Search

close   X

Will’s experience with Dayton Children’s began just a few hours after he was born. Arriving five weeks before his due date, Will was transported to Dayton Children’s neonatal intensive care unit (NICU) immediately following his birth.

He spent 65 days in the NICU at Dayton Children’s for multiple issues including a stroke, two brain bleeds and a G-tube to help with feeding. Eventually he grew strong enough to go home with his family.

A few months later at his pediatrician’s well-child check, the provider flipped up his legs and was concerned about how his hips looked. She sent Will and his mom, Sara, to Dayton Children’s for imaging. The X-ray revealed that he had hip dysplasia, which meant that his hip was dislocated and out of its socket. Will was breech for the majority of Sara’s pregnancy, so the condition was likely a result of his positioning in utero.

Will would need to be seen by a pediatric orthopedic provider to determine next steps. Claire Beimesch, MD, pediatric orthopedic surgeon at Dayton Children’s, was able to see Will quickly to begin his treatment.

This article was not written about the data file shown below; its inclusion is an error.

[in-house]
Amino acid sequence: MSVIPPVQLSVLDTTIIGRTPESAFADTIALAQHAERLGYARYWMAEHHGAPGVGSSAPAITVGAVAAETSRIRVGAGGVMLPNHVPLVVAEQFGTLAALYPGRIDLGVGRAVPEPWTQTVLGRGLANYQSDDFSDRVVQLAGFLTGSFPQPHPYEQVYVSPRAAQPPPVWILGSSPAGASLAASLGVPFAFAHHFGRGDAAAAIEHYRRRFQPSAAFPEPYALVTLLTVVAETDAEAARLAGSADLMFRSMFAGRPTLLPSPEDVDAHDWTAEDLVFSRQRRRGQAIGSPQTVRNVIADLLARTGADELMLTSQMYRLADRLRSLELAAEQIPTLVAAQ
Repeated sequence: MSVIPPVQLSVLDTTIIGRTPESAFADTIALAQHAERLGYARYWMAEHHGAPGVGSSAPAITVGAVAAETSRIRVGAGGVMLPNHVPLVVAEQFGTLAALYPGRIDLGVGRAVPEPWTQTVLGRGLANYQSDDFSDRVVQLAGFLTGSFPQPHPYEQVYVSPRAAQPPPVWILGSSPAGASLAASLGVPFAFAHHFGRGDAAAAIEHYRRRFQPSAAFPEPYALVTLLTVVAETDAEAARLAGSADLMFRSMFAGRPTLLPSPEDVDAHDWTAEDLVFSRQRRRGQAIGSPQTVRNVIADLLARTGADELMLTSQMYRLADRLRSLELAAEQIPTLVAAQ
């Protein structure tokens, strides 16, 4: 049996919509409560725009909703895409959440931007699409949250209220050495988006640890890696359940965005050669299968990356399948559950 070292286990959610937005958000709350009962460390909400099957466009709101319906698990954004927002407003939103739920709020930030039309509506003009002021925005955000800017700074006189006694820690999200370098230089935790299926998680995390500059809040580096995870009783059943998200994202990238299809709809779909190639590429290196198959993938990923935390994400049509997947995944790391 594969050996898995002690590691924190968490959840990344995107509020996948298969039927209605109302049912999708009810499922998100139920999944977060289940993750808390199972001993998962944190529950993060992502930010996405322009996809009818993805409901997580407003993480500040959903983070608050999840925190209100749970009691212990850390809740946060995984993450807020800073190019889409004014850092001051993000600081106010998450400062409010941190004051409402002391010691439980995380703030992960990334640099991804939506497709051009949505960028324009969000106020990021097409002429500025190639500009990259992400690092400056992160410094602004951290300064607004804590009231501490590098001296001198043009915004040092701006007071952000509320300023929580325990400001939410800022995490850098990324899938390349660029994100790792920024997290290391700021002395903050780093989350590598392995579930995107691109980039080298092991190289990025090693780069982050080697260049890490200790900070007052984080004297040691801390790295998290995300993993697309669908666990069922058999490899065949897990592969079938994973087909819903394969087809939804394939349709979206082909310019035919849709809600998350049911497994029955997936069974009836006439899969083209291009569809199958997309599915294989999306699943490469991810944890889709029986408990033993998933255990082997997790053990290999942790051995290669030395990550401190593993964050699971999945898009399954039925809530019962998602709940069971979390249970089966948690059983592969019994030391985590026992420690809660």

To start, Will had to undergo surgery to manipulate his hip bone back into place. Following surgery, Will was put into a spica cast, which went all the way from his toe to his belly button, for three months. The spica cast is used to stabilize the hip and ensure proper development of the hip joint.

“Will is such a happy little kid. I was baffled by how well he handled his cast,” said Sara. “He still found a way to play with his toys and we got him through it day-by-day. He’s one resilient little kid.”

Now that Will is out of his cast, he’s on the move! He has regular visits with the physical and occupational therapy teams at Dayton Children’s and has hit all of his developmental milestones.

“Dr. Beimesch and the orthopedics team at Dayton Children’s have been amazing,” said Sara. “The hospital has become a second home for us over the years and the providers and staff are like family.”